We collect and analyze a unique dataset of thousands of stocks that were delisted during 2002 to 2019, and we examine the risks and costs of stocks becoming zombies. We demonstrate that these risks and costs are substantial: for more than 250 firms in our sample, we show that short sellers could have been trapped in a position for at least a month, and possibly much longer. We quantify the increased lending fees brokers charge to short sellers after delisting, when their clients arguably should be released from their positions and not pay fees at all.

Finally, we propose and assess several policies to address the existence of zombie stocks. We contribute to the law and finance literature by providing the first evidence of zombie stocks as a barrier to short selling and by providing policy responses that could reduce the risks and costs associated with zombie stocks. We suggest that stock markets work best when short sellers have proper incentives to find overpriced stocks, bet against them, and profit.

Nov. 6, 2023 (Mon)
4:20 – 6:10 PM

Yoon-Ho Alex Lee

Professor of Law,

Center on Law, Business, & Economics

Northwestern University,
Pritzker School of Law

Presentation in person in Case Lounge (Jerome Greene Hall, room 701).

A Model of the Zone-of-Interests Test

This Article offers the first comprehensive economic analysis of the zone-of-interests test from administrative law. Applying concepts from polar coordinates and inner products, we construct a model of the zone-of-interests test that suggests answers to many of the difficult questions stemming from the doctrine. The results of the model suggest that the zone-of-interests test can be understood as Congress’s attempt to cabin judicial review to ensure that litigation based on administrative rule challenges would lead to efficient, effective, and timely outcomes that are consistent with Congress’s intent behind the subject statute. Our model also illustrates a relationship between the zone-of-interests doctrine and the standing doctrine. In an extension, we also consider how the doctrine can be rationalized as safeguarding against substantive court errors and how the zone-of-interests doctrine should be understood when the substantive statute does not direct an agency toward a particular rule outcome.

Nov, 20, 2023 (Mon)
4:20 – 6:10 PM

Mira Ganor

Judge Solomon Casseb, Jr. Research Professor in Law
University of Texas at Austin,
School of Law & LBJ School of Public Affairs

Presentation in person in The Feldberg Space
(William & June Warren Hall, next to first floor lobby).

The Curious Case of Reverse Morris Trusts

This Article analyzes the reverse Morris trust (RMT) transaction and shows that RMTs present a unique case of corporate governance.  In an RMT the shareholders are positioned on both sides of the transaction while management is not, thus creating a misalignment of interests, which can be detrimental to the shareholders and potentially lead to inefficient transactions.  This Article shows that the common use of a split-off as part of the RMT transaction can benefit informed shareholders at the expense of unsophisticated shareholders.  To address these concerns, this Article puts forward a proposed amendment to the tender offer rules – a default contingent tender rule.

Dec. 4, 2023 (Mon)
4:20 – 6:10 PM

Roberto Tallarita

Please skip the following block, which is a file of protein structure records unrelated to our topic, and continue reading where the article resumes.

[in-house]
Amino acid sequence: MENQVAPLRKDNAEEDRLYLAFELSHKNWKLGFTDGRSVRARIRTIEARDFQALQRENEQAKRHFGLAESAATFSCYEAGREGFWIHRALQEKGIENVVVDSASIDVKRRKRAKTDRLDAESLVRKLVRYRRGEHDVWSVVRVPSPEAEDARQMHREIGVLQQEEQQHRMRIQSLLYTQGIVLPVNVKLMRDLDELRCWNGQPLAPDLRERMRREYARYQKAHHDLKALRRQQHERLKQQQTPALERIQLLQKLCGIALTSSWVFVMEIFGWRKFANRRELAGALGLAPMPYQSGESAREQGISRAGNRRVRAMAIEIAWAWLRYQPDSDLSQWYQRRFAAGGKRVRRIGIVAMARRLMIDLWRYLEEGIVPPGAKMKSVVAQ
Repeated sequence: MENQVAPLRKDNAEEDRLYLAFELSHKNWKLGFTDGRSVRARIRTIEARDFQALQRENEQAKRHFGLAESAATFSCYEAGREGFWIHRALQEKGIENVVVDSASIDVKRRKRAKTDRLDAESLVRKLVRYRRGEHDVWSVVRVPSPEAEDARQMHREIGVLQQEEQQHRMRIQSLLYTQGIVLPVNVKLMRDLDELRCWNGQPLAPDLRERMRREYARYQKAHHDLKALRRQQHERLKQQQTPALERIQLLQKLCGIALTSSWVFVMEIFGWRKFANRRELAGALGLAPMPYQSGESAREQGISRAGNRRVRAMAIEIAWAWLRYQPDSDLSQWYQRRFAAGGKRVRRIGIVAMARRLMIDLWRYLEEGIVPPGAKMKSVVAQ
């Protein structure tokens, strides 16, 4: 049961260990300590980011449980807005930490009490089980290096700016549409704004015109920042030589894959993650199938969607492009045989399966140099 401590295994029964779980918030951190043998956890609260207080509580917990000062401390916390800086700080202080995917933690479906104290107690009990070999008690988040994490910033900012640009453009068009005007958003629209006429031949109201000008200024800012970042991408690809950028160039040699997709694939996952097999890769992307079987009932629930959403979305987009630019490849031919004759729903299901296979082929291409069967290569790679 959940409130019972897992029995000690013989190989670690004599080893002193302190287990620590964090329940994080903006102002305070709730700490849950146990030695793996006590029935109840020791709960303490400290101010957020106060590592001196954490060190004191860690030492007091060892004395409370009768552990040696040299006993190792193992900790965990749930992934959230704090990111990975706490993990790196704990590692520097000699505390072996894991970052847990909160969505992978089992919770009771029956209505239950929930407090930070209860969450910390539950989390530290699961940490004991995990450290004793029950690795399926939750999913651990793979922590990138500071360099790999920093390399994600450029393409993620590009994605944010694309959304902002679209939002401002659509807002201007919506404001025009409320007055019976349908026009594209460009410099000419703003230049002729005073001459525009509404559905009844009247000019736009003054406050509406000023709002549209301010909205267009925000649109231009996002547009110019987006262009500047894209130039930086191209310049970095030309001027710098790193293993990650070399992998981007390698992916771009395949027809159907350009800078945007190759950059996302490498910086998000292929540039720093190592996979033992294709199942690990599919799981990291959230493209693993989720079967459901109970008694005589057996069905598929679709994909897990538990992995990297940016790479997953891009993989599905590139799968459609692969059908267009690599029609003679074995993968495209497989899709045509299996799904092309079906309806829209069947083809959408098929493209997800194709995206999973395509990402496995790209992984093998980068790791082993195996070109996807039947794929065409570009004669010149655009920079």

Assistant Professor of Law
Harvard Law School

The workshop will be in person in The Feldberg Space at William & June Warren Hall.  The building entrance is at 1125 Amsterdam Avenue (near the NE corner of 115th St.) in New York City.  The Feldberg Space is next to the first floor lobby.

Dual Class Contracting

Dual class companies—in which insiders have more votes per share than public shareholders—have become widespread in the tech sector. But while the choice between single class and dual class structures has long been studied and debated, customization and innovation within dual class structures remain poorly understood. Voting inequality is a spectrum, not a binary choice; yet we know little about how different dual class companies choose a level of voting inequality along this spectrum.

In this Article, I seek to shed some light on this phenomenon by presenting and discussing quantitative and qualitative data on dual-class IPOs, including the analysis of a comprehensive sample of dual class charters adopted at IPO by U.S. nonfinancial companies as well as a survey of capital markets lawyers with expertise on dual class IPOs. The corporate charters analyzed for this Article span 27 years, from 1996 to 2022, and the respondents to the survey include more than three dozen law firm partners, working at elite law firms that have assisted more than two thirds of the U.S. dual class companies that went public in the past decade.

The Article has three main goals. The first is to map the dual class landscape and to document standardization and customization of voting inequality and dual class charters across almost 300 companies and three decades. It finds that most dual companies choose similar or identical levels of voting inequality, but that dual class “norms” occasionally break and unravel. The second goal is to reconstruct the “contracting process” that shapes dual class charters, as experienced by expert IPO lawyers, and the role of key market actors in this process. The third goal is to try to reconcile this picture with the basic tenets of the “classic contractarian theory,” the richer and more nuanced insights of “modern contractarian theory,” and the work of sociologists and social economists on the evolution of social norms.